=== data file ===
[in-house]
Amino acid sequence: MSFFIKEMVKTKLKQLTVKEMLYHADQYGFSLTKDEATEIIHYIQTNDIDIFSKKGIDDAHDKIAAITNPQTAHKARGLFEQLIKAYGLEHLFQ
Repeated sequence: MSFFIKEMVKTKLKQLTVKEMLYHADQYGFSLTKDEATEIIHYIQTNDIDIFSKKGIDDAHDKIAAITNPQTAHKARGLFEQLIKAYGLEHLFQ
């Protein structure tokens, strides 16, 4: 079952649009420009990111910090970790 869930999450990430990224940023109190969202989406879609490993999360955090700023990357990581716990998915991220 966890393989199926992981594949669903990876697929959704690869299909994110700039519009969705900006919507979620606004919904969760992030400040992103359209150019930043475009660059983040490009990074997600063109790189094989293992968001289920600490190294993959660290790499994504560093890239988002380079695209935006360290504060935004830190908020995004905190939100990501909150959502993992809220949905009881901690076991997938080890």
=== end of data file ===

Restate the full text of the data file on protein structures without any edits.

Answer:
[in-house]
Amino acid sequence: MSFFIKEMVKTKLKQLTVKEMLYHADQYGFSLTKDEATEIIHYIQTNDIDIFSKKGIDDAHDKIAAITNPQTAHKARGLFEQLIKAYGLEHLFQ
Repeated sequence: MSFFIKEMVKTKLKQLTVKEMLYHADQYGFSLTKDEATEIIHYIQTNDIDIFSKKGIDDAHDKIAAITNPQTAHKARGLFEQLIKAYGLEHLFQ
């Protein structure tokens, strides 16, 4: 079952649009420009990111910090970790 869930999450990430990224940023109190969202989406879609490993999360955090700023990357990581716990998915991220 966890393989199926992981594949669903990876697929959704690869299909994110700039519009969705900006919507979620606004919904969760992030400040992103359209150019930043475009660059983040490009990074997600063109790189094989293992968001289920600490190294993959660290790499994504560093890239988002380079695209935006360290504060935004830190908020995004905190939100990501909150959502993992809220949905009881901690076991997938080890």